Thought Box

The Last Concert

The Last Concert

by Ashok Sood May 20 2020, 5:01 pm Estimated Reading Time: 2 mins, 39 secs

Begum Akhtar passed away a day after her concert in Ahmedabad on 29 October, 1974. Here’s a rare photo-essay of that enchanted evening by Ashok Sood. (Photos copyright: Ashok Sood)

With the lockdown on, time hangs heavy on one’s hands. It was while rummaging through some stored boxes and files that I found some never-seen-before photographs of the legendary Mallika-e-Ghazal, Begum Akhtar.

An avid listener of her ghazals, dadras and thumris, I had lucked out and was present at the last concert of her many-splendoured life, held way back in Ahmedabad on 29 October, 1974. The audience was entranced.

Being a keen cameraman, I could manage to click some of her pictures (with a Petax camera using Tri-x film) at the concert. The next day, it was announced, to my shock and grief, that Begum Akhtar had passed away at the age of 60.

So much could be said about her uncompromised artistry and of her individuality as a woman, who was a game-changer. Away from the cloistered mehfils and durbar soirees of her times, she was the first woman to perform at a public concert of which there were many.

Begum Akhtar was eventually buried close to her mother’s tomb in Pasanda Bagh in Lahore. The bagh fell into a state of despair but efforts have been on to renovate it, besides announcements have been made of converting her home close to Lucknow’s China Bazaar into a museum.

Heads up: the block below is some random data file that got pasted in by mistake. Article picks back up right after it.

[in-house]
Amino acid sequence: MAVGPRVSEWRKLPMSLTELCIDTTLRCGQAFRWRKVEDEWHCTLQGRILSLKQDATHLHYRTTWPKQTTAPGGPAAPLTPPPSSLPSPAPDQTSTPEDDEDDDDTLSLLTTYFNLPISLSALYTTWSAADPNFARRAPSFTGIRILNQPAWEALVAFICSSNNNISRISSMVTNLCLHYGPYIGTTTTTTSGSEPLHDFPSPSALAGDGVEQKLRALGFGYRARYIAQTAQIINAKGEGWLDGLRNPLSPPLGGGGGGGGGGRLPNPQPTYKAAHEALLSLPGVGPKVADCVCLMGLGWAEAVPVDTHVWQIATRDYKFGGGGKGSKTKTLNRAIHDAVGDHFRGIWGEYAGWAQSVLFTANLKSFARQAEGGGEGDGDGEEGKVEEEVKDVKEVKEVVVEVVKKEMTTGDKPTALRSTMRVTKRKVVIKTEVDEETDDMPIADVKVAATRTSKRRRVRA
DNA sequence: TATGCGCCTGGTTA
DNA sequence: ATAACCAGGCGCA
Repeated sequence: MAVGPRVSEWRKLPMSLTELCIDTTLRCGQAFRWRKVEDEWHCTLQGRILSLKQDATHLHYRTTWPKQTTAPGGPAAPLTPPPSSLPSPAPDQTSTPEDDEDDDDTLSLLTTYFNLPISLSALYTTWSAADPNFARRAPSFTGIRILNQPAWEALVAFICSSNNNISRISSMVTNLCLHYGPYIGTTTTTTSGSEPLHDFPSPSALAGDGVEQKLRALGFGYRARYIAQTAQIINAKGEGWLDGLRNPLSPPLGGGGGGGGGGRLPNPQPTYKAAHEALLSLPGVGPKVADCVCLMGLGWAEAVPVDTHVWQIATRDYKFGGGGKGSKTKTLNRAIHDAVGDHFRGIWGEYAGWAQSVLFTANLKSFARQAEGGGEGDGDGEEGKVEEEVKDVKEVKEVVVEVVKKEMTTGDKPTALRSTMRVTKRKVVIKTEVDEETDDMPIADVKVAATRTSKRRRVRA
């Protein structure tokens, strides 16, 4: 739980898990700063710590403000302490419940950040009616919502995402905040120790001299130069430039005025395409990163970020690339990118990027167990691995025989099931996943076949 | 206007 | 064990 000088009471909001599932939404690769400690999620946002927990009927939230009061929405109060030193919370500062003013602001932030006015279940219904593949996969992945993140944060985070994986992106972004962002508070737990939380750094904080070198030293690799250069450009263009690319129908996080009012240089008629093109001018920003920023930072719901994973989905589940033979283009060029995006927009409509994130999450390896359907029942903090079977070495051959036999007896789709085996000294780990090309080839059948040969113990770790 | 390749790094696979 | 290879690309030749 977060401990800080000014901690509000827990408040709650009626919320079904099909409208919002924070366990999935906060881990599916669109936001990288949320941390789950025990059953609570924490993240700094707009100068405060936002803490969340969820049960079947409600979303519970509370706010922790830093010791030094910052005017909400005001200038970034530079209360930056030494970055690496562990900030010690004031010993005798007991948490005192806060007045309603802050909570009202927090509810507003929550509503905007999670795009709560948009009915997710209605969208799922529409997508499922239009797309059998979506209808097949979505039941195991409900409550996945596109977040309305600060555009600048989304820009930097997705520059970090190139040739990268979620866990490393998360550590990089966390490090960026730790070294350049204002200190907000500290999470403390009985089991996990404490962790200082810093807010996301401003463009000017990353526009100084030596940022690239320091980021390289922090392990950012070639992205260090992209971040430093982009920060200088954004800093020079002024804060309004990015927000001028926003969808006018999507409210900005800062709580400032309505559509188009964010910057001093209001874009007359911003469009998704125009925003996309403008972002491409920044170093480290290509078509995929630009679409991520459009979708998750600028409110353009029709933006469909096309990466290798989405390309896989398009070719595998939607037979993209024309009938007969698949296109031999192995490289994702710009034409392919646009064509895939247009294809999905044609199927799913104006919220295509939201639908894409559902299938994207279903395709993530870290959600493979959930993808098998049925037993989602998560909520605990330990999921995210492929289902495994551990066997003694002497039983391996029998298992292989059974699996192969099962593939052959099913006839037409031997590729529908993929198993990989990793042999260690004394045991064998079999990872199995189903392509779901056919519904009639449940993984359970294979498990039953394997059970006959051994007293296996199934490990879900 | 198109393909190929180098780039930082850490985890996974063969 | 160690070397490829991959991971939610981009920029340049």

Her father disowned her and his second wife when the girl expressed her desire to sing, a taboo for conservative families. Undaunted, the girl born with the name of Akhtari Bai Faizabadi, became a singer of the classical and semi-classical idiom. Chronicles maintain that she did move to Bombay to act in a clutch of films during the 1930s. She faced the camera for her last performance in Satyajit Ray’s unforgettable Jalsaghar (1958). She had also acted and sung for Mehboob Khan’s Roti (1942).

However due to differences with the film’s producer, Mehboob Khan had to delete three to four of her compositions, which were released on a disc later. Dischanted with the ways of filmmaking, the chanteuse devoted herself to singing, composing most of her songs herself.

She married Ishtiaq Ahmed but he insisted on imposing restrictions on her career. Heartbroken, she parted ways and returned to her metier in 1949. This turned out to be a therapeutic cure because when she was snatched away from music, she would fall ill frequently.

Awarded the Padma Bhushan and widely lionised, Begum Akhtar kept away from the glare of the limelight, although the fans of her purist songs were a legion.

It is believed that she composed as many as 400 songs, most of them raag-based. To cite just five of her imperishables: Diwana Banana Hai, Ishq Mein Gairat-e-Jazbaat, Yeh Na Thi Hamari Qismat, Woh Jo Hum Mein Tum Mein and Hamari Atariya Pe Aao. I’m sure every Begum Akhtar aficionado has his or own favourite which one listens to repeatedly during the mellow hours.

Her music lives on. And for me, so do her photographs which I was fortunate enough to capture one enchanted evening.

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